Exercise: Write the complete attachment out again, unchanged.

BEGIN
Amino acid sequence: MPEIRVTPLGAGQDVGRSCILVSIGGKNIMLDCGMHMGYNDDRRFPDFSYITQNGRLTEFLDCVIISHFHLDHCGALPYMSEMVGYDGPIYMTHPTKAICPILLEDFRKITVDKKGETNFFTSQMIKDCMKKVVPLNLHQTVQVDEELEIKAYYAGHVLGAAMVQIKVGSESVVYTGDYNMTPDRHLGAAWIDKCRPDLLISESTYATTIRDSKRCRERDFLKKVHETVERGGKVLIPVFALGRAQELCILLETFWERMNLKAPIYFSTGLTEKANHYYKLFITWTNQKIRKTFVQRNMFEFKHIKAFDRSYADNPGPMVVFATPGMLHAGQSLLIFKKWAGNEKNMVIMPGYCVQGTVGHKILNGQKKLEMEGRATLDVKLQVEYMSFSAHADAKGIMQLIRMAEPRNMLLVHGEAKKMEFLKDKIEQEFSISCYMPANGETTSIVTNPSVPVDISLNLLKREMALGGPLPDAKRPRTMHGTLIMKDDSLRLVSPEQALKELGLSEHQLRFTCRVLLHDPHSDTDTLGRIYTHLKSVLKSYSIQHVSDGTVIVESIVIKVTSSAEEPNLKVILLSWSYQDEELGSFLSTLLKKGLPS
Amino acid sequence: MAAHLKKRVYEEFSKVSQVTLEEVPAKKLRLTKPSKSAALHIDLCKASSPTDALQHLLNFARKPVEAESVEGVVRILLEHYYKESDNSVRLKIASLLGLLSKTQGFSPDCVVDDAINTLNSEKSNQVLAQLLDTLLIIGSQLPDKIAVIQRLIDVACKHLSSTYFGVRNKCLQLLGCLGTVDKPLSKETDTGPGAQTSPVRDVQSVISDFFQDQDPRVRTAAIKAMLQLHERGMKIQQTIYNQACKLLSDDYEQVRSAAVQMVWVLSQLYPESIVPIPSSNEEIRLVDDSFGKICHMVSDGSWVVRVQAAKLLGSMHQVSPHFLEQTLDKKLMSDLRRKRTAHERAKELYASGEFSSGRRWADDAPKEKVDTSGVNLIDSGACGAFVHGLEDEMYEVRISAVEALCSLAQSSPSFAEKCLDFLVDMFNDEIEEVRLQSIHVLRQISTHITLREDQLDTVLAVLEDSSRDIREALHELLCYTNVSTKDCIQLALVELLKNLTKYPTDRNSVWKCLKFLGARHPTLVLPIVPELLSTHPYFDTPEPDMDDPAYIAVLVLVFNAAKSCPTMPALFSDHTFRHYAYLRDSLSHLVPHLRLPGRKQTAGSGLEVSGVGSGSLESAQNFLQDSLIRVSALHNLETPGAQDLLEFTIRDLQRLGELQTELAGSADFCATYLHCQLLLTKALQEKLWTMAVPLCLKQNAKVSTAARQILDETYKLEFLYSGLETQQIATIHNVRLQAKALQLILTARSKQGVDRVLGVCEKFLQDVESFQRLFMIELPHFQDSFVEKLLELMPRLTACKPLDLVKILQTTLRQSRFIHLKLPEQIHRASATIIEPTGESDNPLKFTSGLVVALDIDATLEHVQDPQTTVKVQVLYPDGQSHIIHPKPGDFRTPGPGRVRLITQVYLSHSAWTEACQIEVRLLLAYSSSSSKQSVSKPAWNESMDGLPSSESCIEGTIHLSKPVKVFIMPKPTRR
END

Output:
Amino acid sequence: MPEIRVTPLGAGQDVGRSCILVSIGGKNIMLDCGMHMGYNDDRRFPDFSYITQNGRLTEFLDCVIISHFHLDHCGALPYMSEMVGYDGPIYMTHPTKAICPILLEDFRKITVDKKGETNFFTSQMIKDCMKKVVPLNLHQTVQVDEELEIKAYYAGHVLGAAMVQIKVGSESVVYTGDYNMTPDRHLGAAWIDKCRPDLLISESTYATTIRDSKRCRERDFLKKVHETVERGGKVLIPVFALGRAQELCILLETFWERMNLKAPIYFSTGLTEKANHYYKLFITWTNQKIRKTFVQRNMFEFKHIKAFDRSYADNPGPMVVFATPGMLHAGQSLLIFKKWAGNEKNMVIMPGYCVQGTVGHKILNGQKKLEMEGRATLDVKLQVEYMSFSAHADAKGIMQLIRMAEPRNMLLVHGEAKKMEFLKDKIEQEFSISCYMPANGETTSIVTNPSVPVDISLNLLKREMALGGPLPDAKRPRTMHGTLIMKDDSLRLVSPEQALKELGLSEHQLRFTCRVLLHDPHSDTDTLGRIYTHLKSVLKSYSIQHVSDGTVIVESIVIKVTSSAEEPNLKVILLSWSYQDEELGSFLSTLLKKGLPS
Amino acid sequence: MAAHLKKRVYEEFSKVSQVTLEEVPAKKLRLTKPSKSAALHIDLCKASSPTDALQHLLNFARKPVEAESVEGVVRILLEHYYKESDNSVRLKIASLLGLLSKTQGFSPDCVVDDAINTLNSEKSNQVLAQLLDTLLIIGSQLPDKIAVIQRLIDVACKHLSSTYFGVRNKCLQLLGCLGTVDKPLSKETDTGPGAQTSPVRDVQSVISDFFQDQDPRVRTAAIKAMLQLHERGMKIQQTIYNQACKLLSDDYEQVRSAAVQMVWVLSQLYPESIVPIPSSNEEIRLVDDSFGKICHMVSDGSWVVRVQAAKLLGSMHQVSPHFLEQTLDKKLMSDLRRKRTAHERAKELYASGEFSSGRRWADDAPKEKVDTSGVNLIDSGACGAFVHGLEDEMYEVRISAVEALCSLAQSSPSFAEKCLDFLVDMFNDEIEEVRLQSIHVLRQISTHITLREDQLDTVLAVLEDSSRDIREALHELLCYTNVSTKDCIQLALVELLKNLTKYPTDRNSVWKCLKFLGARHPTLVLPIVPELLSTHPYFDTPEPDMDDPAYIAVLVLVFNAAKSCPTMPALFSDHTFRHYAYLRDSLSHLVPHLRLPGRKQTAGSGLEVSGVGSGSLESAQNFLQDSLIRVSALHNLETPGAQDLLEFTIRDLQRLGELQTELAGSADFCATYLHCQLLLTKALQEKLWTMAVPLCLKQNAKVSTAARQILDETYKLEFLYSGLETQQIATIHNVRLQAKALQLILTARSKQGVDRVLGVCEKFLQDVESFQRLFMIELPHFQDSFVEKLLELMPRLTACKPLDLVKILQTTLRQSRFIHLKLPEQIHRASATIIEPTGESDNPLKFTSGLVVALDIDATLEHVQDPQTTVKVQVLYPDGQSHIIHPKPGDFRTPGPGRVRLITQVYLSHSAWTEACQIEVRLLLAYSSSSSKQSVSKPAWNESMDGLPSSESCIEGTIHLSKPVKVFIMPKPTRR